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Galaxy cluster MACS J1149.5+2223 taken with the Hubble Space Telescope. The inset image is the very distant galaxy MACS1149-JD1. ALMA (ESO/NAOJ/NRAO), NASA/ESA Hubble Space Telescope, W. Zheng (JHU), M. Postman (STScI), the CLASH Team, Hashimoto et al.

When did the lights first come on in the universe? A galaxy close to the dawn of time gives a clue

Astronomers have indirectly spotted some of the first stars in the universe by making their most distant detection of oxygen in a galaxy that existed just 500m years after the Big Bang.
The light shining through an exoplanet’s atmosphere can give us a hint of whether the planet supports life. NASA, ESA, and G. Bacon (STScI)

Cloudy with a chance of life: how to find alien life on distant exoplanets

A hint of oxygen and a whiff of methane in a distant exoplanet's atmosphere may be the first evidence we discover of alien life.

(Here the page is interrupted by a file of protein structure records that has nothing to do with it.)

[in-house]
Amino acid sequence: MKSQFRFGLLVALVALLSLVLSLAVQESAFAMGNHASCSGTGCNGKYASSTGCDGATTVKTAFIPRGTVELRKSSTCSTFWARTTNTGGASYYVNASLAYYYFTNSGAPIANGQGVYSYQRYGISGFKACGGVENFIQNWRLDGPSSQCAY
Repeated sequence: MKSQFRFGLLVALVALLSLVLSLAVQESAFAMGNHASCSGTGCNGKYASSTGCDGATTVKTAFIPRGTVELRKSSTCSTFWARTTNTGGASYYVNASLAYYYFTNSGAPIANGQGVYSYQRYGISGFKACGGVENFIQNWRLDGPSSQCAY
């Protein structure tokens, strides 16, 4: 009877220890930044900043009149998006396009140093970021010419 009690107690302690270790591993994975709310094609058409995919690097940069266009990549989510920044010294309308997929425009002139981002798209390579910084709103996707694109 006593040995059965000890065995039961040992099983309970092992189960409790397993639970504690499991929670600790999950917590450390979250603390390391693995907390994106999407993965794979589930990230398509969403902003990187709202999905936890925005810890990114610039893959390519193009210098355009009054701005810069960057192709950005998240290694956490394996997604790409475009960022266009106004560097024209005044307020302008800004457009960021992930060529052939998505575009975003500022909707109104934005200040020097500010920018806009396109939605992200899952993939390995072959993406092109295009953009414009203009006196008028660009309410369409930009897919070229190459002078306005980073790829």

Breaking down the colours in the star light can reveal more about what you are looking at. Flickr/Indigo Skies Photography

Explainer: seeing the universe through spectroscopic eyes

Astronomers can tell a whole lot more about a star or a galaxy if they break up the visible light in a rainbow of colours.
Square away your personal philosophy now; proof of life beyond earth is coming. Stargazing image via www.shutterstock.com

Is your religion ready to meet ET?

Astronomers have found thousands of exoplanets and the hunt is on for life beyond Earth. Once biological neighbors are identified, our planet’s philosophies and religions will need to adapt.

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